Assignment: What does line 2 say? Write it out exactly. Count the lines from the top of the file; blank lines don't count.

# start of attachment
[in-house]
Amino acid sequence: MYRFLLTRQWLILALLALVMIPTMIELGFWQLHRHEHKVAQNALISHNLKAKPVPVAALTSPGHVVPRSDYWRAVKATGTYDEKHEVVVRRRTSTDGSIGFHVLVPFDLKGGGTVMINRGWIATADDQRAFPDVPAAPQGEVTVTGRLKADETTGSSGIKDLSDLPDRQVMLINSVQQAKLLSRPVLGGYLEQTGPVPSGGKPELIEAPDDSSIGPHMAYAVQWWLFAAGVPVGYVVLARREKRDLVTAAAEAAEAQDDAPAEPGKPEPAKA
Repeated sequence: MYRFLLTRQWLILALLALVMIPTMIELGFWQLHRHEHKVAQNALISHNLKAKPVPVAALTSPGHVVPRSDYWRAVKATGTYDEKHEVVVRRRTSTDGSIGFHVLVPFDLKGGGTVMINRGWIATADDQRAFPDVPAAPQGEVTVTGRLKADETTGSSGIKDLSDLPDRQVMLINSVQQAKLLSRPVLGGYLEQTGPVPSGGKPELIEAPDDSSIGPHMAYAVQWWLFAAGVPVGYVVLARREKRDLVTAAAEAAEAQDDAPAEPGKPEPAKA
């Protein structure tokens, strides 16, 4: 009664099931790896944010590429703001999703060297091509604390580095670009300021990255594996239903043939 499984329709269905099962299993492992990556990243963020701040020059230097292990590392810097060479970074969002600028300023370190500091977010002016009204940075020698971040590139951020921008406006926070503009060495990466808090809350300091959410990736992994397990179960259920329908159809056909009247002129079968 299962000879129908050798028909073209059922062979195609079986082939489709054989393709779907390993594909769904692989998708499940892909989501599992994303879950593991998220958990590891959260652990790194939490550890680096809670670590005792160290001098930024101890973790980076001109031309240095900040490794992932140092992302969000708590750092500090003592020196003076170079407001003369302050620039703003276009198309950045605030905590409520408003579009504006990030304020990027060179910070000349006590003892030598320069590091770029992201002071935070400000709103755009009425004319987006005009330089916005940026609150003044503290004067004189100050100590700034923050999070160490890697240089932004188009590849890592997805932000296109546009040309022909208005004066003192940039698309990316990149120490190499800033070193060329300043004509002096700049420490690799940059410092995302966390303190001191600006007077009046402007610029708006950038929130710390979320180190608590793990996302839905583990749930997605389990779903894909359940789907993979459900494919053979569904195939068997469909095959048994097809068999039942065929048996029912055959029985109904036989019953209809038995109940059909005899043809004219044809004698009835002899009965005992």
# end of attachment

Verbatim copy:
Amino acid sequence: MYRFLLTRQWLILALLALVMIPTMIELGFWQLHRHEHKVAQNALISHNLKAKPVPVAALTSPGHVVPRSDYWRAVKATGTYDEKHEVVVRRRTSTDGSIGFHVLVPFDLKGGGTVMINRGWIATADDQRAFPDVPAAPQGEVTVTGRLKADETTGSSGIKDLSDLPDRQVMLINSVQQAKLLSRPVLGGYLEQTGPVPSGGKPELIEAPDDSSIGPHMAYAVQWWLFAAGVPVGYVVLARREKRDLVTAAAEAAEAQDDAPAEPGKPEPAKA